Joe Walton's Jets could have been the best team in the NFL

Joe Walton, who deceased Sunday at the age of 85, presided over what I consider “The Age of Jets That Never Was”. He led the team from...


Joe Walton, who deceased Sunday at the age of 85, presided over what I consider “The Age of Jets That Never Was”.

He led the team from 1983 to 1989. There were times when they looked like the best professional football team. And there was the doldrums when fans bellowed “Joe Must Go!”

In some ways, I believe, his career is an uplifting sports narrative, an arc of an American dream.

He was from Beaver Falls, Pa. – yes, the same town as Joe Namath. And he played at the University of Pittsburgh as a tight end, a position he played after turning pro.

Walton was not very tall, but he worked extremely hard. And he was smart, not just in his knowledge of the game. He joined the Jets in 1981 as an offensive coordinator under coach Walt Michaels. The team had been in a constant struggle to return to their one brilliant moment – when they won Super Bowl III at the end of the 1968 season as an 18-point underdog. Since then, the club had often struggled, its low points amplified because it played in the media epicenter that is New York. No coach had left him with a winning career record.

Walton joined a team that had fallen to a 4-12 record in 1980. But he instituted a complex offensive system, and his quarterback, Richard Todd, his running back, Freeman McNeil, and one of his wide receivers, Wesley Walker, have generated a formidable seasons.

The defense roared through their opponents, their defensive line carrying the title of “New York Sack Exchange” – Joe Klecko, Mark Gastineau, Marty Lyons, Abdul Salaam. The Jets went 10-5-1.

They gained national attention and Gastineau later became a media celebrity due to his romance with actress Brigitte Nielsen. The team even made it to the American Conference Championship the following year in a shortened season, losing to the Miami Dolphins.

But Michaels was fired by management after embarking on a frenzied tirade on the return charter flight after dropping that game in Miami. He claimed the home team Dolphins deliberately kept the pitch wet during a rainstorm to prevent the Jets’ much-vaunted running game from taking hold.

And so, Joe Walton took over in 1983 as head coach. His training was intense and I noticed that the players came off the pitch as if they had just played a game. Just before the season opened, I learned that one of his key players, cornerback Jerry Holmes, was going to join the new United States Football League.

I had Walton’s home number. I had called him there several times. At the time, most reporters had the head coach’s home number. But it was late at night – in fact, midnight. When he heard my voice and my question, he said, “Jerry, I’m going to do two things: I’m going to hang up and tomorrow morning I’m going to change my phone number.” The next day at Jets practice, I greeted Elsie Cohen, Walton’s secretary, and asked, “What’s up?”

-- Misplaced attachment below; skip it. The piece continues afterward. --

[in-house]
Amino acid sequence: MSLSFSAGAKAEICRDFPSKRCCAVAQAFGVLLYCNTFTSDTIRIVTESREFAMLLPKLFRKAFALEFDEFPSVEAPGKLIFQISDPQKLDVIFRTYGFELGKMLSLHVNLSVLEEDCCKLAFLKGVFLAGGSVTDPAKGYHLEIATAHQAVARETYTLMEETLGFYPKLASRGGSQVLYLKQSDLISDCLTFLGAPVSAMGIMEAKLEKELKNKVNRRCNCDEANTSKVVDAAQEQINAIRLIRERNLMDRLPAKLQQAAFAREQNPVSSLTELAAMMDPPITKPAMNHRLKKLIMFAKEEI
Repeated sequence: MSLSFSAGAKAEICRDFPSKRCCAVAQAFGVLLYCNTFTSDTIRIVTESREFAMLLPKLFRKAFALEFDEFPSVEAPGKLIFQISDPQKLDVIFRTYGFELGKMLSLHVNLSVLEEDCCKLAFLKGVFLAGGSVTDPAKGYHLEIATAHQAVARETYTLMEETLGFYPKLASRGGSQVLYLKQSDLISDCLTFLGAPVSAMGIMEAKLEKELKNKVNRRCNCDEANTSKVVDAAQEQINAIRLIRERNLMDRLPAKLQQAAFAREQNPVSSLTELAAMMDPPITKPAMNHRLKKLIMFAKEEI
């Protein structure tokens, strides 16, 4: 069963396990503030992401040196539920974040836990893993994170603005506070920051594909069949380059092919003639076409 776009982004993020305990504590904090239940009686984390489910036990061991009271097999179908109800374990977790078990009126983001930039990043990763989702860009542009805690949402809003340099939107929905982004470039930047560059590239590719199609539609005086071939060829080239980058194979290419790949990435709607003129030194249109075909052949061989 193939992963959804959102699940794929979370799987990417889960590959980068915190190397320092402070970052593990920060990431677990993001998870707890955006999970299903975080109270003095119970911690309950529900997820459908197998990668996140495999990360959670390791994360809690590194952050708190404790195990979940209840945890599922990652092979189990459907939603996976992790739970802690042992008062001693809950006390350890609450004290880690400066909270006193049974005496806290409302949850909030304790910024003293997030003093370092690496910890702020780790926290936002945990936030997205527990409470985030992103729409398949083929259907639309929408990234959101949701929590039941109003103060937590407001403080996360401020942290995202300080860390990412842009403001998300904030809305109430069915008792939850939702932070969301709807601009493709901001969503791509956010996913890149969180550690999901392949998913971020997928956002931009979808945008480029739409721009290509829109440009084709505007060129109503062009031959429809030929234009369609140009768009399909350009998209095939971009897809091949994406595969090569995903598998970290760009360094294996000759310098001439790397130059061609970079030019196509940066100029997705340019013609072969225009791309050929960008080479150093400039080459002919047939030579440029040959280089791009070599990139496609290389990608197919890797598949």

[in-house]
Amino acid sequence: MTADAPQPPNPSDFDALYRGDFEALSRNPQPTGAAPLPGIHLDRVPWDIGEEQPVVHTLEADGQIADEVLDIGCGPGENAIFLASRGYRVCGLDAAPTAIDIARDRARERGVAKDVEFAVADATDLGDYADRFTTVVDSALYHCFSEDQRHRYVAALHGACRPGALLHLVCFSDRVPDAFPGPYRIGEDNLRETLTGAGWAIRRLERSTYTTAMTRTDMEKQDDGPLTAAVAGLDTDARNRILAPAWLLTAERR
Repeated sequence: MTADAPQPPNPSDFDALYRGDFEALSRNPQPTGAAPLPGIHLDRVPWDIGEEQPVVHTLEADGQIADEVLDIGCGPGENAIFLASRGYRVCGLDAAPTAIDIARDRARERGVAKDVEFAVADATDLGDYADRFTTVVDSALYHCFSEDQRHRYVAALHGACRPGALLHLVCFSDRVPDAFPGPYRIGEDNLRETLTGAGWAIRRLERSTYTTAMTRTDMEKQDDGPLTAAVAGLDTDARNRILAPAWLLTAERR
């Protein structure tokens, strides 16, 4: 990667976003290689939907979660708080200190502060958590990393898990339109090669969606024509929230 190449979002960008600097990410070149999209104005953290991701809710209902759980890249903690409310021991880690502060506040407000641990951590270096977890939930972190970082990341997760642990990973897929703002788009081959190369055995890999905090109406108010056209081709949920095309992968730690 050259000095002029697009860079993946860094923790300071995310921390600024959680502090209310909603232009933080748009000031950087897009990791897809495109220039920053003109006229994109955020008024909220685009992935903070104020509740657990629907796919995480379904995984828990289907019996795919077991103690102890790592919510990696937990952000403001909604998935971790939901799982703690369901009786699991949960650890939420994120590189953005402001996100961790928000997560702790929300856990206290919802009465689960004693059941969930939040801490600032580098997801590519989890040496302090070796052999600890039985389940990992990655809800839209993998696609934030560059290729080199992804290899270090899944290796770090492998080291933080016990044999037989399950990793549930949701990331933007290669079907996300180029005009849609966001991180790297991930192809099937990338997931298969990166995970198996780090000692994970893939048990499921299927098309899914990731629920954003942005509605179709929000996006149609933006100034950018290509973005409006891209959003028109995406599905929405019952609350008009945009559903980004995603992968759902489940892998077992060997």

“Very strange,” she said. “The first thing Joe told me this morning was to change his home phone number.”

Years later, while writing a book about (mostly) Jets chess, “Gang Green”, I called Walton and asked him about that call.

“When you’re a head coach,” he explained, “you have a lot of different pressures. It’s not just the pressure to win but the pressure to keep a team together and you have to face over 40 guys and a whole staff.

Walton’s first two years as head coach of the Jets produced records of 7-9, but the club then came back strong with two winning seasons. They had their ups and downs after that and then entered the 1989 campaign.

When teams lose, the head coach is often blamed for doing the same things he did when he was winning. In Walton’s case, it was his obsession with perfection, with the practices that often dragged players down, past when the real game started. The wounds have accumulated on the wounds.

Walton was nostalgic when he spoke of 1989. “I still would have had a winning record without it last year. “

That last year was 1989, when the Jets were 4-12. It was over for Walton. But he eventually ended up at Robert Morris University, outside of Pittsburgh, where he created his football program and had a 20-year career. He was so popular there that the school named his stadium for him. Walton remains a legend there, not the least reason being that in Robert Morris’ first year of football in 1994, he led the team, made up of freshmen, to a record 7-1- 1.

I spoke to him during his college tenure and about fame and victory. There are cities in which nothing less than a championship will suffice. He considered this thought from his college home in a small town.

“If you stay long enough and you don’t win the Super Bowl, you’re fired,” he said. “And sometimes when you win the Super Bowl, you get fired.”

At Robert Morris University, Joe had no worries. He could be himself. I have often wondered how his tenure with the Jets could have ended if he had allowed himself this luxury.

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